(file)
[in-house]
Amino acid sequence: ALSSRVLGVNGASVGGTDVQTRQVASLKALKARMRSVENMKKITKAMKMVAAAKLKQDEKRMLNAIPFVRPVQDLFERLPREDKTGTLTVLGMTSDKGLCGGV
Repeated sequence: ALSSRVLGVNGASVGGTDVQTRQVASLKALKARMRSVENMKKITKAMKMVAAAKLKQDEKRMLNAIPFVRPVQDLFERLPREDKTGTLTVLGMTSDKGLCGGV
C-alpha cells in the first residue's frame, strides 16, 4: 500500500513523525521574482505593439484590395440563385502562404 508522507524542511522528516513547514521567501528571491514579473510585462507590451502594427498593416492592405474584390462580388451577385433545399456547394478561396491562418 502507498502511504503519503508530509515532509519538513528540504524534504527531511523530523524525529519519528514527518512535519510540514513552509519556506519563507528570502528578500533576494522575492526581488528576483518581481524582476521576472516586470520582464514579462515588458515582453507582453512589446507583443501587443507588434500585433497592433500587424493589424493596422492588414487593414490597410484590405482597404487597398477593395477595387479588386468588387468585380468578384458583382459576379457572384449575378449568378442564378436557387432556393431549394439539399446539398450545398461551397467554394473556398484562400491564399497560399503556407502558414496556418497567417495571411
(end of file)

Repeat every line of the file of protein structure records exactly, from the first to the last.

[in-house]
Amino acid sequence: ALSSRVLGVNGASVGGTDVQTRQVASLKALKARMRSVENMKKITKAMKMVAAAKLKQDEKRMLNAIPFVRPVQDLFERLPREDKTGTLTVLGMTSDKGLCGGV
Repeated sequence: ALSSRVLGVNGASVGGTDVQTRQVASLKALKARMRSVENMKKITKAMKMVAAAKLKQDEKRMLNAIPFVRPVQDLFERLPREDKTGTLTVLGMTSDKGLCGGV
C-alpha cells in the first residue's frame, strides 16, 4: 500500500513523525521574482505593439484590395440563385502562404 508522507524542511522528516513547514521567501528571491514579473510585462507590451502594427498593416492592405474584390462580388451577385433545399456547394478561396491562418 502507498502511504503519503508530509515532509519538513528540504524534504527531511523530523524525529519519528514527518512535519510540514513552509519556506519563507528570502528578500533576494522575492526581488528576483518581481524582476521576472516586470520582464514579462515588458515582453507582453512589446507583443501587443507588434500585433497592433500587424493589424493596422492588414487593414490597410484590405482597404487597398477593395477595387479588386468588387468585380468578384458583382459576379457572384449575378449568378442564378436557387432556393431549394439539399446539398450545398461551397467554394473556398484562400491564399497560399503556407502558414496556418497567417495571411